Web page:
Victoria Falls Wildlife Trust

After driving from Hwange NP to Victoria Falls, we visited the Victoria Falls Wildlife Trust (VFWT).  The CEO is Jessica Dawson. As a souvenir, we handed over anaesthetics and awakening medication that Heidi Götzl had donated through our association. These medicines are very expensive and essential for the rescue or transport of injured wild animals.

Jessica took a lot of time to inform us about the tasks of the VFWT (

  • Rescue and Rehabilitation Program injured or orphaned wildlife

For example, the Trust has its own infirmary, which is looked after by the wildlife veterinarian Dr Chris Foggin. Two animals that came to the station as babies (Judge the vulture and Sylvester the cheetah), which can no longer be released into the wild, are used for teaching, especially for children as wildlife ambassadors.

  • Wildlife Research                                                                                                                      

 "Wildlife research plays a key role in finding sustainable solutions for long term conservation. Increasing human populations places strains on environmental resources, including wildlife habitat."

  •  Wildlife Disease and Forensic Labaratory

This is not only extremely important for laboratory chemical and histological examinations of injured or diseased wild animals. It also serves to combat wildlife crime.  For example, ivory seized through genetic analyses can also be concretely assigned to killed elephants.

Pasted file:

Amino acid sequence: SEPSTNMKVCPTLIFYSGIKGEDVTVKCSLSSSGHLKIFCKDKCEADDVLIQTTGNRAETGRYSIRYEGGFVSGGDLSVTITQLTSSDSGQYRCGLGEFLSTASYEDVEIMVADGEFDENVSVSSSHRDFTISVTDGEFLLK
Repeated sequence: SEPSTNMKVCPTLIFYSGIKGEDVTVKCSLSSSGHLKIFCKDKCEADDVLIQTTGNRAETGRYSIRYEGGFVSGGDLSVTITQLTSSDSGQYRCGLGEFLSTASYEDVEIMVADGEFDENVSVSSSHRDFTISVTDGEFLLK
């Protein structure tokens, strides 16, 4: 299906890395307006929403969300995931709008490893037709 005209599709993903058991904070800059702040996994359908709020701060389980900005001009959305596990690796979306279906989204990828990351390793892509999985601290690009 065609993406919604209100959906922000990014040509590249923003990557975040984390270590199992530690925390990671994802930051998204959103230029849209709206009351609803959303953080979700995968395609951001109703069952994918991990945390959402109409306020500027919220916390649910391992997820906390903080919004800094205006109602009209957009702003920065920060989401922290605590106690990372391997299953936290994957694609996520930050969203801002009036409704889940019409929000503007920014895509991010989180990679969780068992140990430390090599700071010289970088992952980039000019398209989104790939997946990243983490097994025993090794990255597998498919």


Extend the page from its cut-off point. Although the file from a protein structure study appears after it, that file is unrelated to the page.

• Community Outreach according to the motto: 

"If we are to be successful in the long-term conservation of wildlife and natural resources we have to work with people."

Right at the entrance of the institute we were greeted very kindly by the wildlife ambassador, the white-backed vulture Judge.

"In late December 2013 a white backed vulture fledgling was found at the base of a tree in the Zambezi National Park and brought to The Victoria Falls Wildlife Trust‘s facilities, it was very ill and unable to fly. Slowly we were able to improve the bird’s health and get it to both eat and drink on its own. Unfortunately, its wing was severely deformed, suspected as a result of a collision with another vulture or toxicity when it was still in the nest. The vulture (now called “Judge”) will never be able to fly, so the Trust agreed to look after Judge for the remainder of her life. .... Through training as a fledgling, Judge has become an ‘Ambassador for Vultures’, educating local school children and teachers about the critical need for vulture conservation through our weekly Conservation Education Program. (


We handed over the wildlife anaesthesia drugs to Jessica Dawson. fltr. CEO Jessica Dawson, Dr Wolfgang Hennig, Dr Gisela Hennig, Dr Richard Hoare

Jessica Dawson explained to us in detail the different projects of her organisation.

Every piece of equipment in the lab is explained, which of course was of particular interest to us as doctors.

With this small device, genetic analyses can be carried out, which is very important not only forensically.

There is a seriously ill little kudu in the infirmary right now. The previously missing appetite seems to be coming back.